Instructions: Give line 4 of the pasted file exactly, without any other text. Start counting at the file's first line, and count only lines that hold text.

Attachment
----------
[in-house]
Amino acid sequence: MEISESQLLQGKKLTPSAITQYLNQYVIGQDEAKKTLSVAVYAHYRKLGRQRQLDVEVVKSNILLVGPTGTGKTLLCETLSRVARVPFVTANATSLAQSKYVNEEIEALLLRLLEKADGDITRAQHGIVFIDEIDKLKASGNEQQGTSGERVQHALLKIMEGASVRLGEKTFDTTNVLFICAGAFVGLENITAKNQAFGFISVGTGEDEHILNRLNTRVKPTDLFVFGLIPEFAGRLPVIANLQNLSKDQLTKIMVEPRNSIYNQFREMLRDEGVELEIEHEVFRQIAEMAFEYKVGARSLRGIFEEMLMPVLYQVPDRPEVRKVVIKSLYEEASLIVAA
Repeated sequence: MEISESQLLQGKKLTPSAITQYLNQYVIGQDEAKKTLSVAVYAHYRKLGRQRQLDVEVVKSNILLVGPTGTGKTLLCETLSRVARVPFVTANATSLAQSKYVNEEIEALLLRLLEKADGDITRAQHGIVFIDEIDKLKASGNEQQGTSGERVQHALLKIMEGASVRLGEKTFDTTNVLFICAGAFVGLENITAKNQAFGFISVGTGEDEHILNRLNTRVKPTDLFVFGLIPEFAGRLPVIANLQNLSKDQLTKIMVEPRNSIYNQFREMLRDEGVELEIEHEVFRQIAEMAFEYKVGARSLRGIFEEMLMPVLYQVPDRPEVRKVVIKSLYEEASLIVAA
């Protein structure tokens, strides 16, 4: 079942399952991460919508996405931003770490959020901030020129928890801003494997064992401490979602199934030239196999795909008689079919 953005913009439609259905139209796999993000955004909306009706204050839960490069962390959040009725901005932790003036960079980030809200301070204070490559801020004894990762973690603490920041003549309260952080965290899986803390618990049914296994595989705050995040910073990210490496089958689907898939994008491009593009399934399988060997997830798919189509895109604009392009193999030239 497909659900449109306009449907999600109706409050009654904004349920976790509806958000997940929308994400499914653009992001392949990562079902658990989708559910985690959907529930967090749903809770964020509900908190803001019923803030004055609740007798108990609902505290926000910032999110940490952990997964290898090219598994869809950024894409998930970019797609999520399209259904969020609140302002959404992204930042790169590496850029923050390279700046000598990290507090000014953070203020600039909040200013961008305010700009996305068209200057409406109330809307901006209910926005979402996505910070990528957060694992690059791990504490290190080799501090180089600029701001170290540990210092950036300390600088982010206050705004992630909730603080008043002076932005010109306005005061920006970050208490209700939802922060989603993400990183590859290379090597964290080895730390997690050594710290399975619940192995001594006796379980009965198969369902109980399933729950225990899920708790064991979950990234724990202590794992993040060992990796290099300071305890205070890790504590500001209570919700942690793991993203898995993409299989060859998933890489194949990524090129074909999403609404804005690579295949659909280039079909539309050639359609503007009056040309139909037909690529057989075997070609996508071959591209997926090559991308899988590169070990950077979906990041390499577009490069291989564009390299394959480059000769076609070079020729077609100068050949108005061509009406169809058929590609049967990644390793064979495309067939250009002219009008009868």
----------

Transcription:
């Protein structure tokens, strides 16, 4: 079942399952991460919508996405931003770490959020901030020129928890801003494997064992401490979602199934030239196999795909008689079919 953005913009439609259905139209796999993000955004909306009706204050839960490069962390959040009725901005932790003036960079980030809200301070204070490559801020004894990762973690603490920041003549309260952080965290899986803390618990049914296994595989705050995040910073990210490496089958689907898939994008491009593009399934399988060997997830798919189509895109604009392009193999030239 497909659900449109306009449907999600109706409050009654904004349920976790509806958000997940929308994400499914653009992001392949990562079902658990989708559910985690959907529930967090749903809770964020509900908190803001019923803030004055609740007798108990609902505290926000910032999110940490952990997964290898090219598994869809950024894409998930970019797609999520399209259904969020609140302002959404992204930042790169590496850029923050390279700046000598990290507090000014953070203020600039909040200013961008305010700009996305068209200057409406109330809307901006209910926005979402996505910070990528957060694992690059791990504490290190080799501090180089600029701001170290540990210092950036300390600088982010206050705004992630909730603080008043002076932005010109306005005061920006970050208490209700939802922060989603993400990183590859290379090597964290080895730390997690050594710290399975619940192995001594006796379980009965198969369902109980399933729950225990899920708790064991979950990234724990202590794992993040060992990796290099300071305890205070890790504590500001209570919700942690793991993203898995993409299989060859998933890489194949990524090129074909999403609404804005690579295949659909280039079909539309050639359609503007009056040309139909037909690529057989075997070609996508071959591209997926090559991308899988590169070990950077979906990041390499577009490069291989564009390299394959480059000769076609070079020729077609100068050949108005061509009406169809058929590609049967990644390793064979495309067939250009002219009008009868």